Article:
Heavenly bodies, gas emissions and Kard-ass-ians

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Heavenly bodies, gas emissions and Kard-ass-ians

President Obama and China’s President, Xi Jinping

President Obama and China’s President, Xi Jinping

Huffington Post

President Obama and China’s President, Xi Jinping

Huffington Post

Huffington Post

President Obama and China’s President, Xi Jinping

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What happened that week?

The United States and China promised each other to start cutting back on greenhouse gas emissions after President Obama met with President Xi Jinping of China on Nov. 11. This is what the media are calling a “historic agreement” that pushes each country to do good for the environment and hopefully persuade other countries to do the same.

As these two countries are the biggest culprits of emitting carbon pollution, to reach zero-emissions by their goal of 2030 both countries will have to focus on alternative energy sources such as wind and solar power.

Another major news story was the European spacecraft, Rosetta, landing on its target comet on Nov. 12. Rosetta was launched in 2004 and spent 10 years traveling and tracking its target until it finally touched down. Rosetta will spend the next two years exploring and collecting data on the comet.

Its historic landing was even streamed online; unfortunately someone else was busy breaking the Internet.

Leave it to Kim Kardashian to inconveniently take control of the web when history was being made across the world, and out of our atmosphere.

Her full moon outshone the comet.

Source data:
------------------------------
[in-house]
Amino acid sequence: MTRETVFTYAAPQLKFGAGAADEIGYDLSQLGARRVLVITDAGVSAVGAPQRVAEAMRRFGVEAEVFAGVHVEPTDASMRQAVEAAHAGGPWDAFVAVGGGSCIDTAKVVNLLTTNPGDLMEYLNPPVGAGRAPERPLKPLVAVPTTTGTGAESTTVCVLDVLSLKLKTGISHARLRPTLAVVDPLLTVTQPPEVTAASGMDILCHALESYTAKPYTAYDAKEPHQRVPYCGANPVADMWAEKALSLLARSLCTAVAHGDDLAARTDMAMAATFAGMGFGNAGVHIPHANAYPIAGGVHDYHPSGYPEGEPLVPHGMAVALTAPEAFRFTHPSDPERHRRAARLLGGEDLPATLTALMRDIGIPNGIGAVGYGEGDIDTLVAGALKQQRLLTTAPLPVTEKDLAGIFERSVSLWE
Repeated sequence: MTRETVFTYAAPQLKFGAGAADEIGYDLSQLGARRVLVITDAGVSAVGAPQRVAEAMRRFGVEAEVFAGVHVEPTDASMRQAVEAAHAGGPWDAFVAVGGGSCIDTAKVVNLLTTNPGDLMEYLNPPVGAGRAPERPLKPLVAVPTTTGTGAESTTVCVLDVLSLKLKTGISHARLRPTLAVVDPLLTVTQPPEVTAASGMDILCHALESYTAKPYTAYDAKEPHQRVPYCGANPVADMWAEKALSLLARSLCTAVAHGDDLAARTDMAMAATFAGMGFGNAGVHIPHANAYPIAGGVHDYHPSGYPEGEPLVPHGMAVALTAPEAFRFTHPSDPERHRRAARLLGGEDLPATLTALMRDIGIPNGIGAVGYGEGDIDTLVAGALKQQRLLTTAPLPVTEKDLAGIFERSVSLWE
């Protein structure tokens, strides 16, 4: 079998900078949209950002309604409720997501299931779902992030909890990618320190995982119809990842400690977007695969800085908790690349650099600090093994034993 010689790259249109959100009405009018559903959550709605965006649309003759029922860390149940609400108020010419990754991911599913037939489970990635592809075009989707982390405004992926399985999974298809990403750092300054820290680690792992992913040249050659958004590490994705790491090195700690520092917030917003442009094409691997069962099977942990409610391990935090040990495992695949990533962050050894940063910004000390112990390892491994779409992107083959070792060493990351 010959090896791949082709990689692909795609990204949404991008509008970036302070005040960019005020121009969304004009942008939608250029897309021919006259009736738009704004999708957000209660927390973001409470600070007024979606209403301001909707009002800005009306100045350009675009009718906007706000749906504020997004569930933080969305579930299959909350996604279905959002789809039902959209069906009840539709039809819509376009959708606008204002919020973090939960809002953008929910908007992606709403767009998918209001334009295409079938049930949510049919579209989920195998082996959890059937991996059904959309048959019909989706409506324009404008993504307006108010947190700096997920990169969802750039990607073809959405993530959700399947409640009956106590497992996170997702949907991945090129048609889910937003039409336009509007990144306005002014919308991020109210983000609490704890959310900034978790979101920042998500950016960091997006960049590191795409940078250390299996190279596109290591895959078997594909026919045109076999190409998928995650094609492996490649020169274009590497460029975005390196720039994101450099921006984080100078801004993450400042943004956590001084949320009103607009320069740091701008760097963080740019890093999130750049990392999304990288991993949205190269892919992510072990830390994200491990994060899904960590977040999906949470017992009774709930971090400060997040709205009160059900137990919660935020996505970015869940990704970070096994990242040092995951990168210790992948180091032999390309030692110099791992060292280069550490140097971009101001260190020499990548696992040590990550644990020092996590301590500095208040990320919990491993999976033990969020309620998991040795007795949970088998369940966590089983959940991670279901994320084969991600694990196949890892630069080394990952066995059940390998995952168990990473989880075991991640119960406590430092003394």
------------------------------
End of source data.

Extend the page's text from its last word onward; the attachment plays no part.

Thank you, Kim, for showing us not only your assets, but also revealing what our current media and generation focus on.

Her controversial pictures, taken by Jean-Paul Goude, surfaced on Nov. 11, Veterans’ Day, the same day as the historic greenhouse gas agreement between the United States and China.

Internet users didn’t have to look too hard to find images of Kim Kardashian, just by logging onto any social media or tuning into any news program. It felt like Kim’s backside was everywhere. But very little was the mentioned about two major countries trying to cut back on carbon emissions.

When Rosetta landed, more people were focused on Kim’s orbs than the heavenly body in question, the comet. The news sources seemed to be eating it up.

When, exactly, did what the Kardashian’s were doing become news?

When did our society create an entertainment-based news system?

If we, the people, don’t demand substantive news, such as what our president is up to, what is happening in Washington and internationally, what is happening to our environment, to our economy and in the world, where will we be 10 years from now?

Drowning in tabloid clutter claiming to be news?

We need to demand news of substance, not a diet of sleaze.

As consumers, what can we do to raise the level of discourse?

Click, like, share and retweet news stories we actually believe are news worthy.

Someone’s got to, or this degrading trend will only continue, as it has, apparently, for decades.

We shouldn’t have easy access to Kim Kardashian’s backside. We should have better access to executive decisions, to what really matters around the world (and beyond) and to what will really affect our lives.

the Kardashian deformity

the Kardashian deformity

The Rosetta comet

The Rosetta comet

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